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HomeTopicsEnvironment and WildlifeCosta Rica Cracks Down on Illegal Trade of Hawksbill Turtle Products

Costa Rica Cracks Down on Illegal Trade of Hawksbill Turtle Products

The National System of Conservation Areas (SINAC) will launch a campaign on social networks to raise awareness and educate the population on the conservation and protection of hawksbill turtles.

Hawksbill turtles are one of the species most exploited by humans, as they’re captured to trade its heir meat, skin eggs and mainly its beautiful shell, which is used to make rings, combs, sunglasses, bracelets, necklaces and earrings.

Unfortunately, Border Police officials seized products made from hawksbill turtles in an operation near the Nicaraguan border. Therefore, the authorities believe it is necessary to raise awareness among the entire population to avoid acquiring items made from the shell of the hawksbill turtle.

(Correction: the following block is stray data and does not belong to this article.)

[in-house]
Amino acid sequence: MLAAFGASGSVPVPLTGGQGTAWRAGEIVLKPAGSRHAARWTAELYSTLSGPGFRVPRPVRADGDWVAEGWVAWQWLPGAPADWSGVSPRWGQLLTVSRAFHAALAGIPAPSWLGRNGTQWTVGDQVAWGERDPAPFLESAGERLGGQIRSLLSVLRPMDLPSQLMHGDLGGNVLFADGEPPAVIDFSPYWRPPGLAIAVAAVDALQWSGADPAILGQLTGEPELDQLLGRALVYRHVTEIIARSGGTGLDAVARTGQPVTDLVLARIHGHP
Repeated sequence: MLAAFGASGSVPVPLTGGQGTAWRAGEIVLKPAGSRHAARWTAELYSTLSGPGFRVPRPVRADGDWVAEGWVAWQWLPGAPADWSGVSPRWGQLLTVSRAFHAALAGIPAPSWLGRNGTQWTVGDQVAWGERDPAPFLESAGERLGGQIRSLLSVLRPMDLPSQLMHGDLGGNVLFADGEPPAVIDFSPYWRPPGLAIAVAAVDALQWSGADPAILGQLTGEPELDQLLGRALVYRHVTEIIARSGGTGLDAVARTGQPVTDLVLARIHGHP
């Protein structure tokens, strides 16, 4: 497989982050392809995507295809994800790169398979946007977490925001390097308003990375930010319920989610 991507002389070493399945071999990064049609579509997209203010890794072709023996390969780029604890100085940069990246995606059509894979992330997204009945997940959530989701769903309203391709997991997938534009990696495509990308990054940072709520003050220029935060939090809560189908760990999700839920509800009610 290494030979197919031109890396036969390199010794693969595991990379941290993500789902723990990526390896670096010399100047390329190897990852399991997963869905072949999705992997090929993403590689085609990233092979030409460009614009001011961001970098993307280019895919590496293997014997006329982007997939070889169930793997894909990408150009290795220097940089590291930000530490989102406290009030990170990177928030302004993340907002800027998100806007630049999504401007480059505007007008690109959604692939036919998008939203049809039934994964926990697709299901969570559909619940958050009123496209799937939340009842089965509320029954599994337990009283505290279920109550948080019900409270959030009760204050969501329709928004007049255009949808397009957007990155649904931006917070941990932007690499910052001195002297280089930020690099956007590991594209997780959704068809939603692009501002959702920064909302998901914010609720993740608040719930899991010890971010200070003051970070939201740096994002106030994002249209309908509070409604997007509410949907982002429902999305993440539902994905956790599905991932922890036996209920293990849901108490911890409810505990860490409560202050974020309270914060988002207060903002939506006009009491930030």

“Acquiring these types of products in our country is a crime punishable by law, so, if you request, purchase, or are seen on the streets using this type of item, you are exposed to sanctions and seizure of the objects by the environmental authorities,” indicated Franz Tattenbach, Minister of Environment and Energy.

The sale of handmade products from different endangered wildlife species is a criminal offense under Article 16 of Costa Rica’s Wildlife Conservation Law. “Remember, ignorance of the law does not exempt you from having to comply with it,” Minister Tattenbach mentioned.

The campaign seeks to eradicate the illegal sale of tortoiseshell-based handicrafts and to show the population how to distinguish them. The main threat to hawksbill turtles is the commercial exploitation of juveniles and adults for the beauty of their shells, which are used to make handicrafts and other products.

This is despite the ban on trade of this species in the Convention on International Trade in Endangered Species of Wild Fauna and Flora (CITES). Other threats may be direct, such as the harvesting of their eggs, or indirect, such as the destruction of habitats critical to their survival due to climate change and increases in sediment and nutrients that negatively affect coral reefs.

“You can report the commercialization of hawksbill products by calling the MINAE hotline 1192,” SINAC mentioned.

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